Home News Stories 2004 October How to Protect Yourself from Identity Theft
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How to Protect Yourself from Identity Theft

Don’t Let This Happen to You
How to Protect Your Good Name from Identity Theft


preventidth.jpgAre collection agencies suddenly demanding payment for items you’ve never bought? Have you stopped getting your credit card and bank statements in the mail? Are stores refusing your checks, claiming you have a history of bouncing them, even though you don’t?

You may be a victim of identity theft.

Identity theft is one of the fastest growing crimes in the U.S., claiming more than 10 million victims a year. The FBI is working with its partners—private sector companies, regulatory agencies, and other law enforcement organizations—to curb identity fraud (see Monday’s story). But you can help us—and more importantly, help yourself—by taking some basic preventative steps.

Some “do’s” and “don’t’s”:


  • Order a copy of your credit report each year from one of the national credit bureaus and review it closely for any questionable entries;
  • Shred or cut up all credit card receipts and old bank statements and bills before throwing them away;
  • Close all unused credit card or bank accounts;
  • Remove your name from mailing lists for pre-approved credit lines and telemarketers;
  • Keep your PIN number hidden when you use an ATM or public telephone;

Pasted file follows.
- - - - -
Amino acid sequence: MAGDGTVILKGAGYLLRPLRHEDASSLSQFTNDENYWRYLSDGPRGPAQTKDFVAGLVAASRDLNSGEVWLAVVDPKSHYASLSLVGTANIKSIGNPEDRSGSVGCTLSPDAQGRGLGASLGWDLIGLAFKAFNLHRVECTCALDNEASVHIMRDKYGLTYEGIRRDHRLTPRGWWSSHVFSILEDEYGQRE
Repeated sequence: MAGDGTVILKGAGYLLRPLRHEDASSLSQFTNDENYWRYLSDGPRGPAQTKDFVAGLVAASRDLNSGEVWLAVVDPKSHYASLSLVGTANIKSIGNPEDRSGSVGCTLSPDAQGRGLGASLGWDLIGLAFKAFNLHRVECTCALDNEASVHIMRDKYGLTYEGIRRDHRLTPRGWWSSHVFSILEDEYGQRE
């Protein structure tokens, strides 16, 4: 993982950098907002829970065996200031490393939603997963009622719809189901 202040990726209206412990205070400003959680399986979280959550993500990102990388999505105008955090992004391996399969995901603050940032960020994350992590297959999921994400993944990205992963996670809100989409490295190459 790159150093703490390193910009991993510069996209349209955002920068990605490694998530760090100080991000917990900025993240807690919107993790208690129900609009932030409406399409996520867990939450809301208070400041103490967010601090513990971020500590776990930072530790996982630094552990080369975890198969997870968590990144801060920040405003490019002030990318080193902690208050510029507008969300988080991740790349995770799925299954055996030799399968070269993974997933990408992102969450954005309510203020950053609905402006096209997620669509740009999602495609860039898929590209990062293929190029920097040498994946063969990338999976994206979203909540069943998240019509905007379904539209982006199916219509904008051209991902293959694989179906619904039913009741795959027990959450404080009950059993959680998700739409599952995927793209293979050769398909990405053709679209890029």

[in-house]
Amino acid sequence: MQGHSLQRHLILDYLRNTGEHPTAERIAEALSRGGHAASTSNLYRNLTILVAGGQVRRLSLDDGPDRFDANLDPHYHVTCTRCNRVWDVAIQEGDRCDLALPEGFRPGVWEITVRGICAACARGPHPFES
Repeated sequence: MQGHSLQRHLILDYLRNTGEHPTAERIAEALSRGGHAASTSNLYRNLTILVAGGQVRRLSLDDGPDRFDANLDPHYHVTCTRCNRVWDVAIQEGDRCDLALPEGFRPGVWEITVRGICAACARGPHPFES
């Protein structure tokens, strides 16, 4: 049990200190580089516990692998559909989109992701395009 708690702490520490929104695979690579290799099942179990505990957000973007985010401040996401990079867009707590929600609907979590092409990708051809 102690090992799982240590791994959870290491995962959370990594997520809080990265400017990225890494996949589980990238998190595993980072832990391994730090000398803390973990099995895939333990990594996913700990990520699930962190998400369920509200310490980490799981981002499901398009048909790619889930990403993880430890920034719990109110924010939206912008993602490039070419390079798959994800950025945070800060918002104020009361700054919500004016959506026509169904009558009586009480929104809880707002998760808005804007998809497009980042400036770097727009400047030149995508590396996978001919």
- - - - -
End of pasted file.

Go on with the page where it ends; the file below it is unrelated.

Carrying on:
• Contact your creditor or service provider if you notice odd charges or if expected bills don’t arrive;
  • Update your computer virus software, use a secure browser, and install a firewall program.
  • Give out personal information via the phone, mail, or Internet unless YOU initiated contact;
  • Carry information like your Social Security Number (SSN) or any PIN numbers or passwords in your purse or wallet;
  • Put your SSN on your checks or other identifiers.

If your identity HAS been stolen, we urge you to take immediate action:

  1. Place a fraud alert on your credit file by notifying one of the national credit bureaus;
  2. Contact all creditors and financial institutions that an identity thief may have used to conduct transactions in your name and close all tampered accounts;
  3. Contact your local police department, as well as your local FBI field office, and file a report;
  4. File a complaint with the Federal Trade Commission (the FBI and other law enforcement agencies use these complaints in their investigations). Online identity thefts may also be reported to the Internet Crime Complaint Center (IC3).

A Final Message:
BE AWARE and manage your personal information carefully!

Links: FBI Tips to Avoid Impersonation/Identity Fraud | DOJ’s Identity Theft and Fraud website | Identity Theft and Your Social Security Number